The lead singer of an oldies group reminisces about the good ol' days and a potential comeback.The lead singer of an oldies group reminisces about the good ol' days and a potential comeback.The lead singer of an oldies group reminisces about the good ol' days and a potential comeback.
As such, this is not the explosive, energetic story of the rock n roll martyr Eddie, but instead it's the quiet, thoughtful, relatively uneventful story of the retiree Vinnie. While it features some stunning, passionate scenes that you won't forget, it's essentially just the story of an Everyman dealing with everyday life in the wake of long gone glory.
I have to admit after seeing this I felt slightly unfulfilled, thinking there should've been more of a big conflict, nerve-ripping climax and bam finish. But then I realized that's precisely NOT what Davidson wanted, nor would it have been appropriate. Vinnie is a somber man who chose to retire from his fantasy past in order to face the less-poetic challenges of life. The conflict within him is what this story is about. So the movie doesn't need any fancy theatrics, plot twists & melodrama.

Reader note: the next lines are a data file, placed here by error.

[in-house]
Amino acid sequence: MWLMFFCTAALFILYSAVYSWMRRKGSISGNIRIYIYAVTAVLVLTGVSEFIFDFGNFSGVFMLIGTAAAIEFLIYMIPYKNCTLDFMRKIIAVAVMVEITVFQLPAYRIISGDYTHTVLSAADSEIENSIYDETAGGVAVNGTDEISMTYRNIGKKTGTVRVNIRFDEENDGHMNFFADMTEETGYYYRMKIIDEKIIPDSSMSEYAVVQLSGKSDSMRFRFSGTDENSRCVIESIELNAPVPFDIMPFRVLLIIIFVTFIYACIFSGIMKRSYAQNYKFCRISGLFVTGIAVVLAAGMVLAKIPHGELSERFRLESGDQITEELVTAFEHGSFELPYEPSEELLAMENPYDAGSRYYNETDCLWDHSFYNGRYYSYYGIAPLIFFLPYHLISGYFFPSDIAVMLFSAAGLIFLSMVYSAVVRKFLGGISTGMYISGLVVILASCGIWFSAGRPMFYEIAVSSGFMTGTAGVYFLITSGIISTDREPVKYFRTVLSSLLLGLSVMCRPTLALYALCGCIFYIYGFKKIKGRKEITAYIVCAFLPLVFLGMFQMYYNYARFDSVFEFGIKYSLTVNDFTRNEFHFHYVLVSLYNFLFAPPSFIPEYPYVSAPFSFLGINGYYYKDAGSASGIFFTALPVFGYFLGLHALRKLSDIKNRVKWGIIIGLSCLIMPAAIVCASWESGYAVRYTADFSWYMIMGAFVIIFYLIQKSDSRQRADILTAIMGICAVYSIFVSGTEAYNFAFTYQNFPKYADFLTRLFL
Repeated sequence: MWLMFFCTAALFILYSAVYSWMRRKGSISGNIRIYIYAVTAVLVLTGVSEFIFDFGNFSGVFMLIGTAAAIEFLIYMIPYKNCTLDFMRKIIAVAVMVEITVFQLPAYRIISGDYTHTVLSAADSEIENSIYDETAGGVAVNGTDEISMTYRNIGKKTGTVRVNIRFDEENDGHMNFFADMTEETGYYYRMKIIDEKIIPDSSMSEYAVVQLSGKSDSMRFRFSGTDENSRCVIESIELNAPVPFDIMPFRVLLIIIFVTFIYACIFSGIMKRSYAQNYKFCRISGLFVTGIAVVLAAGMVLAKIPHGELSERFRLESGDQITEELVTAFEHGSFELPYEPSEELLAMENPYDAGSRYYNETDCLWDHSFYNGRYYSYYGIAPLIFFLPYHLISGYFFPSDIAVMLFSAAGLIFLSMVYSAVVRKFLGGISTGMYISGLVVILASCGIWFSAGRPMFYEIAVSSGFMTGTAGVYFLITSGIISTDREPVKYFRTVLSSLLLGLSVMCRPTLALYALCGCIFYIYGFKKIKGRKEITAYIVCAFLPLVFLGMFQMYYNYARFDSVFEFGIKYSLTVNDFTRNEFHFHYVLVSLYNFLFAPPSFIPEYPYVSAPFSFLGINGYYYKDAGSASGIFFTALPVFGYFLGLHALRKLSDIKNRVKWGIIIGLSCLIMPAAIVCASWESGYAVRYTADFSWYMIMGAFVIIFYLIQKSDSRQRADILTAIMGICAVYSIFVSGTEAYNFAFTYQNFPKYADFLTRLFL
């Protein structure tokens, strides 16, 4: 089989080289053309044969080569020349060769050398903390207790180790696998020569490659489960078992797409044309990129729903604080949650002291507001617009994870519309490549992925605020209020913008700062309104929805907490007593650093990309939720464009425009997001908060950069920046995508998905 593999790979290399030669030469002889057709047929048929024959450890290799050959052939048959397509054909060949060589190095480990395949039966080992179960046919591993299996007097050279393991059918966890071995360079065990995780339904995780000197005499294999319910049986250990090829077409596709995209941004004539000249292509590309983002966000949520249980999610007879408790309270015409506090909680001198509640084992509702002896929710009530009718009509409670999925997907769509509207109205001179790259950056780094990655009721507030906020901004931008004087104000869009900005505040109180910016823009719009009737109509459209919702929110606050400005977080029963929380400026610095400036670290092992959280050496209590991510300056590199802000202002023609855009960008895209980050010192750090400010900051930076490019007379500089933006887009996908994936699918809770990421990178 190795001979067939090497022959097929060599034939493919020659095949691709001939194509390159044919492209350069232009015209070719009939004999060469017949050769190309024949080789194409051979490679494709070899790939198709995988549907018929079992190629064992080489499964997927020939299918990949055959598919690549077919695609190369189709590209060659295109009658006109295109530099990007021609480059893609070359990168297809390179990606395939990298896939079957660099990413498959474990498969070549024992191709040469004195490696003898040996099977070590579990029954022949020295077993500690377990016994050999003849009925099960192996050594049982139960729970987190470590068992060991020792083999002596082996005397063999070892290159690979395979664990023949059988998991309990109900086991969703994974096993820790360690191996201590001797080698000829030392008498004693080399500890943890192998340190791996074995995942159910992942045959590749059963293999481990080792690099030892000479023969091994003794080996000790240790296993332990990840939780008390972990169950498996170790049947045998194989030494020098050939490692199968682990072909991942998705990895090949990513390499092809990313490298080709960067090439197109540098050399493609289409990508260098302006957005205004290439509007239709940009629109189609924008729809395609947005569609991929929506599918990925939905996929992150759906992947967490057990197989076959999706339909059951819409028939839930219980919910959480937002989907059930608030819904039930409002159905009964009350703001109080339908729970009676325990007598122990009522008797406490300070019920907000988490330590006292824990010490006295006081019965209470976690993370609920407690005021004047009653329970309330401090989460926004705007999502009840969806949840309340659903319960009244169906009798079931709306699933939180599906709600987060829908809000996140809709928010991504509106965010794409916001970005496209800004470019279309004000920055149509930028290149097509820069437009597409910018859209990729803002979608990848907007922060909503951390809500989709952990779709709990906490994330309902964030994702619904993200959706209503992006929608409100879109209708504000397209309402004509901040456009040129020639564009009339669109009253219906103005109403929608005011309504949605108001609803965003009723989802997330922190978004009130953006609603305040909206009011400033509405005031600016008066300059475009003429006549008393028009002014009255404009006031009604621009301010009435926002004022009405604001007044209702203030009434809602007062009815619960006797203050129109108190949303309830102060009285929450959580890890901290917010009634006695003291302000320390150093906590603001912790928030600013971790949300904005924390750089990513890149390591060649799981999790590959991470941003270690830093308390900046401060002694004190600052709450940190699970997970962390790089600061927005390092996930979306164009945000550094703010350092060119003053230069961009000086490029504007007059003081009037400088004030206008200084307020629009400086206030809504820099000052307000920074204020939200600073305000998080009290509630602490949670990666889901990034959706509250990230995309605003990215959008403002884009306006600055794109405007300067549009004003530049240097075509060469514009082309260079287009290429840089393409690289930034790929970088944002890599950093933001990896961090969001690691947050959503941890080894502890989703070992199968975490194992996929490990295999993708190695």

With that in mind, be forewarned: for the entire first half, almost nothing happens. And I mean nothing. Like the main character's life, it didn't really have much direction, passion or intrigue. But like a growing toothache, the conflict builds inside him as he really begins to question his station in life, particularly through the vicarious thrill of his son's budding music career. The climax comes in growing spurts as the film progresses, culminating with a powerful, wonderfully acted scene at the end when we see Vinnie finally give voice to the demons that have been secretly plaguing him. Armand Assante pulls it off like no other actor could have.
I have the sudden urge to watch "Eddie & the Cruisers" and then watch "Looking for an Echo" again. If you enjoy quiet, pensive films about everyday human beings, I'm sure you'll want to see this at least once. And for pete's sake, if you haven't already seen it, go see E&tC right away! These are two unappreciated films that each capture the nostalgia of a bygone musical age, putting the past in context with our lives today.
- Jan 10, 2012